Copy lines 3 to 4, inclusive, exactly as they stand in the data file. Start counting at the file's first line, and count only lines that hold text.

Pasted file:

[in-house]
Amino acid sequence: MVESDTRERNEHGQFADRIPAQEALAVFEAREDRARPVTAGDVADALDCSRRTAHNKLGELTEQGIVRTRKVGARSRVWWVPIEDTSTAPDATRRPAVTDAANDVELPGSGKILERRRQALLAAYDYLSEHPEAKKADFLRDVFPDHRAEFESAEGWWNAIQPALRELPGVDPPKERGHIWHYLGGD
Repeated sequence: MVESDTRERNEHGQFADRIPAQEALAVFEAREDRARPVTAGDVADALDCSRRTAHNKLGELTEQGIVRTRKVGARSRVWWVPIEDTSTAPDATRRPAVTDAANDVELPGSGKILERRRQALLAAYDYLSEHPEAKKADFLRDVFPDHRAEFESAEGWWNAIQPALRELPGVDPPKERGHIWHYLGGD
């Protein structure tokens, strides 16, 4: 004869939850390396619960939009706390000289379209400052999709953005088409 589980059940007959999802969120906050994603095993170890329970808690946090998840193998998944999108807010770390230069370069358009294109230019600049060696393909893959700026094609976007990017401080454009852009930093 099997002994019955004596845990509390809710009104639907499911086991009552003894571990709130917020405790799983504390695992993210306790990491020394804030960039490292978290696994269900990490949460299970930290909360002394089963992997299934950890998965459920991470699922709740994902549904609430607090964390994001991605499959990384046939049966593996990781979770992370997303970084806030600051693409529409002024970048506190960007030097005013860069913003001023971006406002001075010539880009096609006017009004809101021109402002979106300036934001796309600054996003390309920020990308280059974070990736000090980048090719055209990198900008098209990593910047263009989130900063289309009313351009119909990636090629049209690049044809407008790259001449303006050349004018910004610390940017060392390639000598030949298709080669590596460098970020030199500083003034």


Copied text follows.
Repeated sequence: MVESDTRERNEHGQFADRIPAQEALAVFEAREDRARPVTAGDVADALDCSRRTAHNKLGELTEQGIVRTRKVGARSRVWWVPIEDTSTAPDATRRPAVTDAANDVELPGSGKILERRRQALLAAYDYLSEHPEAKKADFLRDVFPDHRAEFESAEGWWNAIQPALRELPGVDPPKERGHIWHYLGGD
């Protein structure tokens, strides 16, 4: 004869939850390396619960939009706390000289379209400052999709953005088409 589980059940007959999802969120906050994603095993170890329970808690946090998840193998998944999108807010770390230069370069358009294109230019600049060696393909893959700026094609976007990017401080454009852009930093 099997002994019955004596845990509390809710009104639907499911086991009552003894571990709130917020405790799983504390695992993210306790990491020394804030960039490292978290696994269900990490949460299970930290909360002394089963992997299934950890998965459920991470699922709740994902549904609430607090964390994001991605499959990384046939049966593996990781979770992370997303970084806030600051693409529409002024970048506190960007030097005013860069913003001023971006406002001075010539880009096609006017009004809101021109402002979106300036934001796309600054996003390309920020990308280059974070990736000090980048090719055209990198900008098209990593910047263009989130900063289309009313351009119909990636090629049209690049044809407008790259001449303006050349004018910004610390940017060392390639000598030949298709080669590596460098970020030199500083003034």